Gnome-RPM offers a wide selection of choices for installing and uninstalling packages, documentation and other features. You can customize Gnome-RPM using the Preferences dialog, which you can access from Operations => Preferences on the menu. To make selections in the Preferences dialog, select the boxes next to the options.
Under the Behaviour tab, you'll find a number of options for configuring the way Gnome-RPM installs, uninstalls and upgrades packages. The Behaviour tab is divided into five sections: Install Options, Upgrade Options, Other Options, Database Options and Architecture Options. Note that by default these boxes are not selected (see Figure 18-4).
Under Install Options, you have the following choices:
No dependency checks — When selected, this will install or upgrade a package without checking for other files that the program may depend on in order to work. Unless you know what you're doing, we strongly suggest that you not use this option as some packages may depend on other packages in order to function correctly.
No reordering — This option is useful if RPM is unable to change the installation order of some packages to satisfy dependencies.
Don't run scripts — Pre- and post-install scripts are sequences of commands that are sometimes included in packages to assist with installation. Selecting this option is similar to the --noscripts option when installing packages from the shell prompt.
Under Upgrade Options, you can select the following:
Allow replacement of packages — Replaces a package with a new copy of the same package. Similar to the --replacepkgs option from the shell prompt. This option can be useful if an installed package has become damaged or requires repair to function correctly.
Allow replacement of files — Allows the replacement of files which are owned by another package. The shell prompt equivalent for this RPM option is --replacefiles. This option can be useful when two packages include files that are named the same but contain different contents.
Allow upgrade to old version — Like the shell prompt RPM command equivalent --oldpackage, this option allows you to "upgrade" to an earlier package. It can be useful if the latest version of a package doesn't function correctly on your system.
Keep packages made obsolete — Prevents packages listed in an Obsoletes header from being removed.
In Other Options, you can select:
Don't install documentation — Like --excludedocs, this option can save on disk space by excluding documentation such as man pages or other information related to the package.
Install all files — Installs all files in the package.
The choices available in Database Options and Architecture Options allow you to decide, among other things, whether you want to perform a "test" installation (which will check for file conflicts without actually performing an install), or whether you want to exclude packages for other operating systems or system architectures.
In the Package Listing tab, you'll find a choice of displays for your packages: either View as icons, which will be graphically-based, or View as list, which is not graphical but can provide more information about the packages.
In Install Window,, you can specify the path where Gnome-RPM can find new RPMs on your system. Refer to Figure 18-5 for an example of this dialog. If you're using your Red Hat Linux CD-ROM, this path will probably be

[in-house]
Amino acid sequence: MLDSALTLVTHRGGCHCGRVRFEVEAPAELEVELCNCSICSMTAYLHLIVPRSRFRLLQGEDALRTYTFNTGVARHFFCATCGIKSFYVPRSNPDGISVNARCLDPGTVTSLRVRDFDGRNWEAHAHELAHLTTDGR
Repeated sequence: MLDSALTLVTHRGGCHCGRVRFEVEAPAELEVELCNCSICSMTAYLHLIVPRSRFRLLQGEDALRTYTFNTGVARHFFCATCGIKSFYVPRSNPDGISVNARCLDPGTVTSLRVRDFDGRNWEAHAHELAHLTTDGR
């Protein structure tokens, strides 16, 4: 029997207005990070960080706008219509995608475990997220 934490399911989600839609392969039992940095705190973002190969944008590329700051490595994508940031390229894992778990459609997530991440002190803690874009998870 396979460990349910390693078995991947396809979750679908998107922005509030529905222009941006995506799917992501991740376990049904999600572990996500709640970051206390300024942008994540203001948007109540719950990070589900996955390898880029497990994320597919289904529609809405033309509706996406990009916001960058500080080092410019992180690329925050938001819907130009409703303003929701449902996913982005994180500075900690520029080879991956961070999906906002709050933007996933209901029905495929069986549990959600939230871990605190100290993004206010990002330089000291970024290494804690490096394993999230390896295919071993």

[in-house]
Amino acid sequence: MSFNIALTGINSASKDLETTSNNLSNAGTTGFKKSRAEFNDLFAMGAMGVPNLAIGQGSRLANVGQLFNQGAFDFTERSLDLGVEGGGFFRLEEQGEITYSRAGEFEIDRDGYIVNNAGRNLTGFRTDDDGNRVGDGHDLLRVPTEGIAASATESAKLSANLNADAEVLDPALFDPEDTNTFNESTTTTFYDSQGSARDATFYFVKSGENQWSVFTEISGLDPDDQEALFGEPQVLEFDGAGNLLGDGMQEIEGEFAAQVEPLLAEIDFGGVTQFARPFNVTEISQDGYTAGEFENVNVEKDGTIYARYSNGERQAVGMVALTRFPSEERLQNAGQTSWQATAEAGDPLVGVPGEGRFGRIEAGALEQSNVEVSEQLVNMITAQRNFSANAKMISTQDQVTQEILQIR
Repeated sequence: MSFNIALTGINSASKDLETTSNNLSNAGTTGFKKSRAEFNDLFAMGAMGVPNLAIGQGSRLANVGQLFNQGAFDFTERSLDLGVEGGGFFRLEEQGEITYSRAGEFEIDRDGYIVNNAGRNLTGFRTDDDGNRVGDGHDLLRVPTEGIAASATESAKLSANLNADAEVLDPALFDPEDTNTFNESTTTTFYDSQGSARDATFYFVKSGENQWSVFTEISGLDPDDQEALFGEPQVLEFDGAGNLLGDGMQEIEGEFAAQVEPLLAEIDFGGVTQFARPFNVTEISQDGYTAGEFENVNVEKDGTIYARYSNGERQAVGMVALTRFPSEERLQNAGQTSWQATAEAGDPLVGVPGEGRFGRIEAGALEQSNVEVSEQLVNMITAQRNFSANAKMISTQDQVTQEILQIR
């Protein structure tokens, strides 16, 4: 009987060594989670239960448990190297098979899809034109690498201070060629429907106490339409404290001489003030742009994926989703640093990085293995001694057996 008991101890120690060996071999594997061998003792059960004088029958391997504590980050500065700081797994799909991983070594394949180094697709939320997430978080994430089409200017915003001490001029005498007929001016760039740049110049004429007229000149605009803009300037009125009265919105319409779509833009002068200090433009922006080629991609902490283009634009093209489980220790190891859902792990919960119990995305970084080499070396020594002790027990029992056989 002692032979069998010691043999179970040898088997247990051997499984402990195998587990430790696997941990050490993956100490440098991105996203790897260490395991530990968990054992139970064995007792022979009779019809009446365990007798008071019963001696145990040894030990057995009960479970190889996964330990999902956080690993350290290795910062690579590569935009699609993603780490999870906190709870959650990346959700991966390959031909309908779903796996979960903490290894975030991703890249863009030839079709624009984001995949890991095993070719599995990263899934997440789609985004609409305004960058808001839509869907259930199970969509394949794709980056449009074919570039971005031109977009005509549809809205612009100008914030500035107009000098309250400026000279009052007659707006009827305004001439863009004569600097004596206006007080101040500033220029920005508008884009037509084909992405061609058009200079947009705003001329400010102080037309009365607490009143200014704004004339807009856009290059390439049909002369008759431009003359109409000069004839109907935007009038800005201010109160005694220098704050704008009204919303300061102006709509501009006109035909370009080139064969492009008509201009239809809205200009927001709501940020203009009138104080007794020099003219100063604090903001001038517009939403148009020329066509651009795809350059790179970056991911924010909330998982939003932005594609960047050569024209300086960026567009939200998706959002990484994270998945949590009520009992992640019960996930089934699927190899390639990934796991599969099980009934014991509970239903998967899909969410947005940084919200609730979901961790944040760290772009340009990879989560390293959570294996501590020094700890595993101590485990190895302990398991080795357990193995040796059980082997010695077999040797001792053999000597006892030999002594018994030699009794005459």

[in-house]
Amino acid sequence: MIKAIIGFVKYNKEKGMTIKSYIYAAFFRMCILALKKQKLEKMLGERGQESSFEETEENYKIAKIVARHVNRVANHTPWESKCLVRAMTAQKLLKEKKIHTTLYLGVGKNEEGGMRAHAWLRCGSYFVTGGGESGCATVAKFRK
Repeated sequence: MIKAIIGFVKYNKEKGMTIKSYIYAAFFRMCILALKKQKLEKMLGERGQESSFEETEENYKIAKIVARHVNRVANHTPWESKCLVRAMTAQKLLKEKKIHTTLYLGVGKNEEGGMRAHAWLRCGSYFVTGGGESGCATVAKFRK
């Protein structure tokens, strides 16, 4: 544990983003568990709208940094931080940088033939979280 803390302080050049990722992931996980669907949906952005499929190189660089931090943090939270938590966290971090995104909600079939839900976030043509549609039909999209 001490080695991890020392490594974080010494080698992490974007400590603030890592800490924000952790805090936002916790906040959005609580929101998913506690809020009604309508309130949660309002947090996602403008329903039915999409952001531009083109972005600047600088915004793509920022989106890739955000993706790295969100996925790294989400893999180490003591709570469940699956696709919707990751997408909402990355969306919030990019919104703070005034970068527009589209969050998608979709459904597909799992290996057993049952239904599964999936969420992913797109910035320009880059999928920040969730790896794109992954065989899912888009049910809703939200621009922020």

If you download new RPMs from the Internet or want to install RPMs via a NFS-mounted CD-ROM this path will be different for you.
To change this path, type the full path to the RPMs you'd like to work with. Choosing the Apply or OK buttons will save this path, making it the default path for future sessions. You can also determine the default path by selecting the Browse… button, and visually navigating through the RPMPath window.
After changing the install path and closing the dialog box, you can use the Install button to view the packages available in the new location.
(If the path for your RPMs doesn't match the default path in your preferences, you'll be presented with a window for browsing through your filesystem, which will allow you to select the correct path for your new RPMs.)
Under Package Colours, you'll find color coding for packages. The default setting for older packages is gray; for current packages, the color is green; for newer packages than those installed, the color is blue. These color values can be customized to suit your needs.
The RPM Directories field contains a list of default locations where Gnome-RPM will search for packages.
In the Network tab, you have the ability to specify proxies for use with HTTP and FTP transfers, as well as user and password names (see Figure 18-6). Note, however, that the password will not be stored securely.
In the Cache expire field, you can set the length of time before data from the rpmfind database is considered to be out of date.
In Rpmfind and Distributions, you'll find settings and options which correspond to the Web find feature.
The Rpmfind system was devised by Daniel Veillard, and allows the user to search the Internet for packages by name, summary, architecture and more (see Figure 18-7). The user is then given the option of downloading and installing the most appropriate packages for their system. To learn more about Rpmfind, go to http://rpmfind.net/.
The Metadata server sets the server to be used for searches. The Download dir: entry allows you to specify where you want the files to be placed.
You can also specify the vendor, distribution name and whether to find sources and/or the latest files.
In Distribution Settings, you can set the options for choosing the most appropriate package out of the selections Rpmfind returns, as well as which mirror you would like to use. The higher the rating you indicate for your selection (as shown in Figure 18-8), the higher the priority it will receive; a lower rating (such as "-1") will specify that packages not be recommended.